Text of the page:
After a decade of war and anarchy, Somalia's transitional government is celebrating its first anniversary this week. But it only controls a fraction of the country.
When the new Somali President Abdikassim Salad Hassan arrived in the capital, Mogadishu, a year ago, his presidential motorcade included more than 100 heavily armed pickup trucks, also called "technicals."
It was a stark reminder that Somalia is not a safe country and that the warlords who have dominated Somalia since the overthrow of former President Siad Barre's government in 1991, continued to control vast areas of the country.
Abdikassim Salad Hassan was elected president of an interim Somali government at the Djibouti-sponsored Arta Peace Conference a year ago. The president and legislators agreed to serve during a three-year transition, after which there are to be national elections.
One year later, 90 percent of the country is still in the hands of President Abdikassim's opponents be they warlords like Hussein Mohammed Aideed or secessionist mini-states like Somaliland in the north.
But President Abdikassim's transitional government, which is called the TNG, has made significant progress, according to University of Nairobi political analyst Moustapha Hassouna. "I think the most remarkable success of the transitional government has been to foster a sense of stability and continuity," he says. "To improve the image of Somalia as a state and to get it accepted as a government, which is in transition. The level and the intensity of fighting in Somalia has reduced drastically over the last one-year or so. Mainly because of the conviction by the warlords that the way forward is political, rather than through the barrel of the gun. I think the TNG has a brilliant future ahead of it. There is a great optimism in Somalia at the moment."
The new government has demobilized half of the 20,000 militias that once roamed the streets, and set up a national police force and army. The biggest obstacle it now faces is disarming the warlords.
According to Mr. Hassouna, the warlords will be forced to negotiate a political settlement because they are rapidly losing legitimacy. "The push factor here is from the donors and the supporters of these various warlords who are beginning to get increasingly tired of meeting the requirements and demands and needs of these warlords," he says. "Today, the push factor is on to the negotiating table. The legitimacy and the recognition that they are getting has dwindled. More legitimacy has accrued to the TNG at the expense of the warlords. They have tried over and over to get their presence felt by doing all sorts of illegal acts such as taking hostages of foreign aid workers but this has not helped their cause. Truly and sincerely the warlords are on their way out."
Somalia's warlords refuse to recognize the transitional government because they were not present when it was elected at last year's Arta peace conference in neighboring Djibouti. They want President Abdikassim to renounce the office and take part in another reconciliation conference.
The two northern breakaway states of Somaliland and Puntland also pose a threat to President Abdikassim's administration. Unlike the rest of the country, which has been devastated by conflict, they have been living peacefully under their own governments for several years. But neither has won any international recognition as a sovereign state.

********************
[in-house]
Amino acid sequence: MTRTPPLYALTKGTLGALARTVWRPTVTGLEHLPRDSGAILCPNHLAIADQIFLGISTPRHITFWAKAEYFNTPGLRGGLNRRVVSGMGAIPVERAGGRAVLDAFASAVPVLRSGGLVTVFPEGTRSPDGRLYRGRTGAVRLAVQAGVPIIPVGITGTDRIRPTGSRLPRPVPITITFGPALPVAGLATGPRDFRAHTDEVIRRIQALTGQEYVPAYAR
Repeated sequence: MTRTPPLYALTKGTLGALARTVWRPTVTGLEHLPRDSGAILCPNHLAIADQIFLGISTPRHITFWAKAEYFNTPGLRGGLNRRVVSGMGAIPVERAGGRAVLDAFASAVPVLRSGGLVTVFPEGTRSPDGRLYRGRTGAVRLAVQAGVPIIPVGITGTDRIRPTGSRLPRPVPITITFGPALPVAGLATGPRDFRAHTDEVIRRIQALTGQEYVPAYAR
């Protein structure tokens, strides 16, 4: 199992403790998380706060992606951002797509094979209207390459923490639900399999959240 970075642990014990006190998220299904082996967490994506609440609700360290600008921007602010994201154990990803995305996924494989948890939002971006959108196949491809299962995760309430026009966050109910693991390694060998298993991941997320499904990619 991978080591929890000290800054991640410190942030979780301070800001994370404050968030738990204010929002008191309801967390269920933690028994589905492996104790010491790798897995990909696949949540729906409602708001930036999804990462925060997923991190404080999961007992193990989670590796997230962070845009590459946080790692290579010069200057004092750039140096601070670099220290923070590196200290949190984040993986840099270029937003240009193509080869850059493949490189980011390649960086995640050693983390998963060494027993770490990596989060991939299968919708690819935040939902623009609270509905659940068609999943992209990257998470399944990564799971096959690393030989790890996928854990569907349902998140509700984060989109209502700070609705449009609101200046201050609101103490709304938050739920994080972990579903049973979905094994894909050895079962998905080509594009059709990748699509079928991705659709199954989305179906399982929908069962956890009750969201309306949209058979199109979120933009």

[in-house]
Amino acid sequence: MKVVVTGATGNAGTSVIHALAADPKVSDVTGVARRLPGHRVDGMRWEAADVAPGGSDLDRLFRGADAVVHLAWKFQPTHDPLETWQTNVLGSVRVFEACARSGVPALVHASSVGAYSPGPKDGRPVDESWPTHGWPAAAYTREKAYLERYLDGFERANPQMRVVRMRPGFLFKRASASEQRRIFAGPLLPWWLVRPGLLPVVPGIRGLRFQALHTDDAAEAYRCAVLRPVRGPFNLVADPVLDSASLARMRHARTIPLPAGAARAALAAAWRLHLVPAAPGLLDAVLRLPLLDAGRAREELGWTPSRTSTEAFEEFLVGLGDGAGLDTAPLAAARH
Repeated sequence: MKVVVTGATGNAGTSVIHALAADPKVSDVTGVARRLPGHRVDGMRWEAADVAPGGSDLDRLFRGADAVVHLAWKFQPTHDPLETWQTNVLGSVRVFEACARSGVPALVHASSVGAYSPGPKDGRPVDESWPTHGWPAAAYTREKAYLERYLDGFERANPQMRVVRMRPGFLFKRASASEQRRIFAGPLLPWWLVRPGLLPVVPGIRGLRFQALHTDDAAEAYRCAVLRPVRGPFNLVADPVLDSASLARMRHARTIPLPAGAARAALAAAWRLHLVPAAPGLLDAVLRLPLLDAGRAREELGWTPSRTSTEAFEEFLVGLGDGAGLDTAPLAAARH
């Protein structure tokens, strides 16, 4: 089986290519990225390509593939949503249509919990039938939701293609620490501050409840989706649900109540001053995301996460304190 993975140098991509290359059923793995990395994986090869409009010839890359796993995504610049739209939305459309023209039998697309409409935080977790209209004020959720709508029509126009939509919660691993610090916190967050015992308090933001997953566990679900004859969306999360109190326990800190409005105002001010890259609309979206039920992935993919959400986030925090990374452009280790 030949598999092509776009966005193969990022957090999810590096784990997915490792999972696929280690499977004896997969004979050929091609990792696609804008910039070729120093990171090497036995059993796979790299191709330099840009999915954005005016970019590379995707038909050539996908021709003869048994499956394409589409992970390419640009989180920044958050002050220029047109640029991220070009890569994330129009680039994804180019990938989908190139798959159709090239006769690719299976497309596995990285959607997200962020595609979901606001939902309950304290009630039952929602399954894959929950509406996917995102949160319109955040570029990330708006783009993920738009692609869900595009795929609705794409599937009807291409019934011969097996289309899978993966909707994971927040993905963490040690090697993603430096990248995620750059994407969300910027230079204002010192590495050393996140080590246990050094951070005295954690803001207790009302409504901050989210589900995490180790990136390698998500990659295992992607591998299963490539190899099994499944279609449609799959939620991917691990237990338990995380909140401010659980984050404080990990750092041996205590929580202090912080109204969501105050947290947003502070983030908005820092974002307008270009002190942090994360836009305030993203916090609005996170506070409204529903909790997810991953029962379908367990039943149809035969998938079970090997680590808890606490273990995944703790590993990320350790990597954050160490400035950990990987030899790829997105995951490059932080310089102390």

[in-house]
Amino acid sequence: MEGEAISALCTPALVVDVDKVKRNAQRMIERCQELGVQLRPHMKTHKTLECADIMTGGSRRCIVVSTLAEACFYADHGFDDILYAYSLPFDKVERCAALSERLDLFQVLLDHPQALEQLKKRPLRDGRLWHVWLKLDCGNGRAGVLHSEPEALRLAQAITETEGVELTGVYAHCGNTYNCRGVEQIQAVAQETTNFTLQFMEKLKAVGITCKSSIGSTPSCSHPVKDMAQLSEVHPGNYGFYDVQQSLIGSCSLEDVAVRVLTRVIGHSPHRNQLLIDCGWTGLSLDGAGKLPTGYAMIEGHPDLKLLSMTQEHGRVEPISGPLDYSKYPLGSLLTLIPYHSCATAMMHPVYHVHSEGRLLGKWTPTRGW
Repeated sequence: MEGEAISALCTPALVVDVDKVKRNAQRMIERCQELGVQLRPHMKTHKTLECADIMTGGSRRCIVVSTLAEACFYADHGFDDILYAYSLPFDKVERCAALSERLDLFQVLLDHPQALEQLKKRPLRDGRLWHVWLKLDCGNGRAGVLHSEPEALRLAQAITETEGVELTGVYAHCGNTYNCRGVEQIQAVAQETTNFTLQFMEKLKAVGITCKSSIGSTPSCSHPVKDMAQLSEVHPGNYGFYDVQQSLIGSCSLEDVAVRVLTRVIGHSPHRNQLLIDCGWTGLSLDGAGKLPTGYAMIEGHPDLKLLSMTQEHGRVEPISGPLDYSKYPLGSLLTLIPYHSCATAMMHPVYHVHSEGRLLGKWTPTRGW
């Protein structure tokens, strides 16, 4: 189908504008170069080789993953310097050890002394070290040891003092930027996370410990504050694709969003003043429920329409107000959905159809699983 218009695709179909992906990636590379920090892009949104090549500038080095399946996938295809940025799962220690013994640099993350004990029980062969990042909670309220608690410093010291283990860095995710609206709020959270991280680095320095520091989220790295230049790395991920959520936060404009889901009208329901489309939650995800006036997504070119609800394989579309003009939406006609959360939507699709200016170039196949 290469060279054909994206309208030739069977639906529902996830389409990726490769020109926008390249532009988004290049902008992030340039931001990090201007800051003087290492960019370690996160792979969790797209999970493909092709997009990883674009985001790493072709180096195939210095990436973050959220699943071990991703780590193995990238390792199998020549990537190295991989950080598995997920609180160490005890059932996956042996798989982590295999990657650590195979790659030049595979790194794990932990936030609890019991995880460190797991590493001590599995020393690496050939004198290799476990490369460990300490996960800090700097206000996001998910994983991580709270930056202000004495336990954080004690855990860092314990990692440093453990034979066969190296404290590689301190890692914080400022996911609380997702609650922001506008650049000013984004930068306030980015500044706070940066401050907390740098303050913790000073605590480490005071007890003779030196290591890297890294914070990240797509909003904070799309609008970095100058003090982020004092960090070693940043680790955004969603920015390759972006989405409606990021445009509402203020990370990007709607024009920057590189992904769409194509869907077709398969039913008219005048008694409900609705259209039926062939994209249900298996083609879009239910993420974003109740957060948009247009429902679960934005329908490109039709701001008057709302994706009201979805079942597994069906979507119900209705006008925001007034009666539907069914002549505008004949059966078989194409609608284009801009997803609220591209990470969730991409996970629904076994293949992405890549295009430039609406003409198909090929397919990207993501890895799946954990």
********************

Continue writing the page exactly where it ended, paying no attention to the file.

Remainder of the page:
For Mohamed Warsawa, a Somali news analyst, this lack of international recognition is putting pressure on Somaliland's President Mohamed Ibrahim Egal to return to some form of union with Mogadishu. "There is an increasing feeling that is gaining popularity in Somaliland that it is better in the long-term interest, given the fact that they have failed in 10-years of secession to gain international recognition, they opt for going back to some sort of union with the south," he says. "But not on the old basis. Federation is the best option. Even Egal himself is thinking on those terms."
Puntland's Vice President Mohamed Abdi Hashi says the people of Puntland are also willing to re-join Somalia if they are given federal autonomy. "What we are saying is this," he notes. "A new conference to be called for where the Somali can choose a genuine government which represent them. I think the best way we can get a central authority acceptable to everybody is to get building blocks, say Puntland to be one state, Somaliland to be one state, Digil and Merifle area to be one state and Mogadishu to form their own state. And then the four states to come together and form a government, which is acceptable to all different parts of the country."
Vice President Hashi says the government in Mogadishu, which he calls the Arta government, will wither away if it does not find a way to unite with the rest of Somalia. "I do not think, unless you know there is understanding between Arta and other parts of Somalia, like Puntland, Somaliland, Digil and Merifle area, I do not think they will survive any more," he adds. "They will just remain there and then they will wither away. Because they do not have land to rule. And without land and people they cannot survive unless there is some sort of understanding between the other parts of Somalia and other people."
Like the warlords, Puntland's Vice President Hashi wants the transitional government to enter into negotiations as an equal partner and not as a government.
Mr. Hassouna of Nairobi University predicts that Somalia will hold another national conference, but not on these terms. He believes it will give the transitional government a chance to win recognition from its political rivals and consolidate its rule.